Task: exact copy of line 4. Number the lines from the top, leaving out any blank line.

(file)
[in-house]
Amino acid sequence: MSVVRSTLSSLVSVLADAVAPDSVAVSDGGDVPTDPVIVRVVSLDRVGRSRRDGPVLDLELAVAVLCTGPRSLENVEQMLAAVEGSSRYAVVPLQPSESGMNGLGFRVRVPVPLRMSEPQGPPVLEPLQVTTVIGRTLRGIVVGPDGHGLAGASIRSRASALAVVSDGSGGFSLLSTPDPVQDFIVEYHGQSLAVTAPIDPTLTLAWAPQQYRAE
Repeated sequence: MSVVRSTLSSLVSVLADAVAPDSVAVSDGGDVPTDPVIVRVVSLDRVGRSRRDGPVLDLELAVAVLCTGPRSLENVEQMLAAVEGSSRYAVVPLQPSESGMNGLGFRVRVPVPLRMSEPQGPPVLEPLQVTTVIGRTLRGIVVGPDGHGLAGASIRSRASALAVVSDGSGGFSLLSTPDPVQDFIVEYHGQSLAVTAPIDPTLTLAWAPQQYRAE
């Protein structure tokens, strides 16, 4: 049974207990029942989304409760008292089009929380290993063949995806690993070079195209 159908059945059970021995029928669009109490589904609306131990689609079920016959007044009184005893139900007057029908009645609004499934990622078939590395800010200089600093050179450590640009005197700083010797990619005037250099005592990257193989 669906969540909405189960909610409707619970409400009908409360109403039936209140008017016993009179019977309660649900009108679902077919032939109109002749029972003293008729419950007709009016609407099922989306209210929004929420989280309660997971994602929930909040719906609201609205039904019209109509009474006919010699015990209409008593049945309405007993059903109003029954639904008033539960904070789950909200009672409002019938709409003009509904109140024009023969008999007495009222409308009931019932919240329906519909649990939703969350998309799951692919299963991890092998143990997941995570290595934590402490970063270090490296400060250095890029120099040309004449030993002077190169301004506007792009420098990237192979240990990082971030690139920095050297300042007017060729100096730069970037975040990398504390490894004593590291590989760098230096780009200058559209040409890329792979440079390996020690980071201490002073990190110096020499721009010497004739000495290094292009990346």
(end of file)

């Protein structure tokens, strides 16, 4: 049974207990029942989304409760008292089009929380290993063949995806690993070079195209 159908059945059970021995029928669009109490589904609306131990689609079920016959007044009184005893139900007057029908009645609004499934990622078939590395800010200089600093050179450590640009005197700083010797990619005037250099005592990257193989 669906969540909405189960909610409707619970409400009908409360109403039936209140008017016993009179019977309660649900009108679902077919032939109109002749029972003293008729419950007709009016609407099922989306209210929004929420989280309660997971994602929930909040719906609201609205039904019209109509009474006919010699015990209409008593049945309405007993059903109003029954639904008033539960904070789950909200009672409002019938709409003009509904109140024009023969008999007495009222409308009931019932919240329906519909649990939703969350998309799951692919299963991890092998143990997941995570290595934590402490970063270090490296400060250095890029120099040309004449030993002077190169301004506007792009420098990237192979240990990082971030690139920095050297300042007017060729100096730069970037975040990398504390490894004593590291590989760098230096780009200058559209040409890329792979440079390996020690980071201490002073990190110096020499721009010497004739000495290094292009990346």